International Museum Exhibitions

The following guide to museum shows currently on view is compiled from Artforum’s three-times-yearly exhibition preview. Subscribe now to begin a year of Artforum—the world’s leading magazine of contemporary art. You’ll get all three big preview issues, featuring Artforum’s comprehensive advance roundups of the shows to see each season around the globe.

Mónica Mayer, Primero de diciembre de 1977 (December First, 1977), gelatin silver prints and acrylic on canvas, 25 5/8 × 31 1/2".

“When In Doubt . . . Ask: A Retrocollective Exhibit of Mónica Mayer”

MUSEO UNIVERSITARIO ARTE CONTEMPORANEO (MUAC)
MEXICO CITY
Through July 31
Curated by Karen Cordero Reiman

As the retrocollective of the title suggests, the first retrospective of Mónica Mayer’s work will emphasize the collaborative nature of the Mexican artist, critic, and activist’s forty-year feminist art practice. Highlighting her engagements with such coconspirators as Victor Lerma and Maris Bustamante, the show will also underscore the importance of Mayer’s dialogue with north-of-the-border associates Suzanne Lacy and the members of Los Angeles’s Feminist Studio Workshop and Woman’s Building. Mayer made a habit of preserving so-called ephemeraas a political act, a refusal to let minor histories be erased or forgotten, and archival documents will here be exhibited alongside sixty-seven works in a range of media. Ambitiously, the interactive installations El tendedero (The Clothesline), 1978/2016, and Justicia y democracia, 1995/2016, will be reactivated. A catalogue with contributions by Griselda Pollock and Amelia Jones, among others, promises to shed light on the space Mayer carved out for feminism and art in Mexico.

Gabriela Jauregui

“Playgrounds”

MUSEU DE ARTE MODERNA DE SÃO PAULO (MAM)
SÃO PAULO
Through July 31
Curated by Adriano Pedrosa, Julieta González, and Luiza Proença

By framing contemporary artists’ work in relation to that of Lina Bo Bardi, the Museu de Arte de São Paulo aims to recover the legacies of this Brazilian architect, who designed the museum’s current home and who advocated a social vision of democracy and multiplicity. MASP recently reconstructed Bo Bardi’s iconic glass easel display for its collection, and with the title “Playgrounds,” the curators allude to the institution’s homonymous 1969 exhibition, which—as this show promises to do—took the ludic dimension of Bo Bardi’s thinking as a point of reference. Among the six participating artists and artist collectives are Yto Barrada, Céline Condorelli, and Ernesto Neto. One hopes that the “play” proposed by the artists’ installations, performances, and workshops will revive—especially in the face of Brazil’s current ecological and economic crises—an image of the collective life Bo Bardi imagined.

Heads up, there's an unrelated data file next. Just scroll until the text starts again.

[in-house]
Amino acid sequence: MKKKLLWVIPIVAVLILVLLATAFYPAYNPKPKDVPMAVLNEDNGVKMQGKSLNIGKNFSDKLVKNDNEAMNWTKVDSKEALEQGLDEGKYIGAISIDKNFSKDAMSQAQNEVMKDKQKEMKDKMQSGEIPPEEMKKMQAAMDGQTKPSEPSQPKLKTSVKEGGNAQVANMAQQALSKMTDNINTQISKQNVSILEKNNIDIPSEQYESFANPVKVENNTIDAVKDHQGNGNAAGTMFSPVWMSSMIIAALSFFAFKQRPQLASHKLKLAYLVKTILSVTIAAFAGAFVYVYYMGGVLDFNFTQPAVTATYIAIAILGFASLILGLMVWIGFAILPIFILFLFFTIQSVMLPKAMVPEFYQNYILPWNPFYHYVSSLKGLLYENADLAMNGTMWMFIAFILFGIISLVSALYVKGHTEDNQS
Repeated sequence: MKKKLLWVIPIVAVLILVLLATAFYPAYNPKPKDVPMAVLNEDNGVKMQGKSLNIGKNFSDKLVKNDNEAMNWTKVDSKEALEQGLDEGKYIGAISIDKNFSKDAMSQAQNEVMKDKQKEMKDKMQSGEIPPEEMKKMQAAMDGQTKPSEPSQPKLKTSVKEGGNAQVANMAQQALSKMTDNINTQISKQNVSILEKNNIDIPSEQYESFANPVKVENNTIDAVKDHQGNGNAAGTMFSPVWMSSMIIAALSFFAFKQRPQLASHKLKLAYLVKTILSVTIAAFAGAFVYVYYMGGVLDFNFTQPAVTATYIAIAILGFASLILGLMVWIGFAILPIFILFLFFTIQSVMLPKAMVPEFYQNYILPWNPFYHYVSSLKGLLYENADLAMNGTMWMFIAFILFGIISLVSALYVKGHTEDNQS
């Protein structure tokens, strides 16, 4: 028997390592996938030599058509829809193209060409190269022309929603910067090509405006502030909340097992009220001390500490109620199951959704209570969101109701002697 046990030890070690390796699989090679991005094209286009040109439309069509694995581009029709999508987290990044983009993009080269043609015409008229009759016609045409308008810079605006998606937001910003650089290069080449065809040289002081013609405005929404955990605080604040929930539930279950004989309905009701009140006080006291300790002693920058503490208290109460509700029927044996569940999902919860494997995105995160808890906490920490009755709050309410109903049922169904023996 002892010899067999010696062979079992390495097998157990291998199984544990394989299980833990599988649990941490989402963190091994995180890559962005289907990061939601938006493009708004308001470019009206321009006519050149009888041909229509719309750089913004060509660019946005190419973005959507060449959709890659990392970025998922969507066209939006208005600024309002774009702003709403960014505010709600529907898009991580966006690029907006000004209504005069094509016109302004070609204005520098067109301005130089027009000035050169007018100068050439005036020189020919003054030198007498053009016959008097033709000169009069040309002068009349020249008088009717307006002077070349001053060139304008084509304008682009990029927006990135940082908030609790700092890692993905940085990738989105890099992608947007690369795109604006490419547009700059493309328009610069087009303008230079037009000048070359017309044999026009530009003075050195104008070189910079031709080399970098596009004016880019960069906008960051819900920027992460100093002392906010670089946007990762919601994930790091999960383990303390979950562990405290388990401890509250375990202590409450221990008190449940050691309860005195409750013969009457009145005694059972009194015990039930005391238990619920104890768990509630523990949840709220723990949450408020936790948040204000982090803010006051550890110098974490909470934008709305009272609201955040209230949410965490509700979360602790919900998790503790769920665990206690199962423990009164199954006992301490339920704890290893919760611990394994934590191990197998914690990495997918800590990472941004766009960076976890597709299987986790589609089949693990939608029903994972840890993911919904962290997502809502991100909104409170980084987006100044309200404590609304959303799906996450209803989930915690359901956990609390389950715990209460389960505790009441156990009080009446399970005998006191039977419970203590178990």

Kaira M. Cabañas

Roppongi Crossing 2016: “My Body, Your Voice”

MORI ART MUSEUM
TOKYO
Through July 10
Curated by Natsumi Araki, Sunjung Kim, Keisuke Ozawa, and Wu Dar-Kuen

For the fifth edition of Roppongi Crossing, the Mori Art Museum’s triennial assessment of contemporary Japanese art, a team of international curators will explore themes of identity and diversity, especially as they play out in new-media practices. The exhibition will feature twenty artists and collectives, including Futoshi Miyagi, known for investigating political tensions between Japan and the United States in such works as the multiplatform project American Boyfriend, 2012–, and Mari Katayama, whose photographs and installations reflect her experiences and fantasies as a young woman and double amputee living in a media-driven consumer society. In a country where the cultural discourse often turns to Japanese exceptionalism, the challenge for the exhibition will be whether it can reveal new possibilities for Japanese universality.

Andrew Maerkle

Liu Chuang, Untitled (Dancing Partner), 2010, digital video, color, sound, 5 minutes 15 seconds. From “Digging a Hole in China.”

“Digging a Hole in China”

OCAT CONTEMPORARY ART TERMINAL | 深圳OCT当代艺术中心
SHENZHEN
Through June 18
Curated by Venus Lau

The accelerated pace of urbanization has long occupied the imagination of Chinese artists, particularly in the wake of the 1989 Tiananmen Square protests and during the years leading up to the 2008 Beijing Olympics. Yet surprisingly little attention has been paid to the land on which development frenetically takes place, an issue foregrounded by the perpetually contested status of private property in a Communist state. “Digging a Hole in China” explores the ways in which artists have since the mid-1990s engaged with the land and its attendant politics in practices that have been subject to legal and socially enforced regulations. Featuring fifteen-odd works, including installations, site-specific projects, and photographs by such artists as Xu Tan, Lin Yilin, Cao Fei, Zheng Guogu, and Zhang Liaoyuan, the show promises a different view of life, from the ground up.

Joan Kee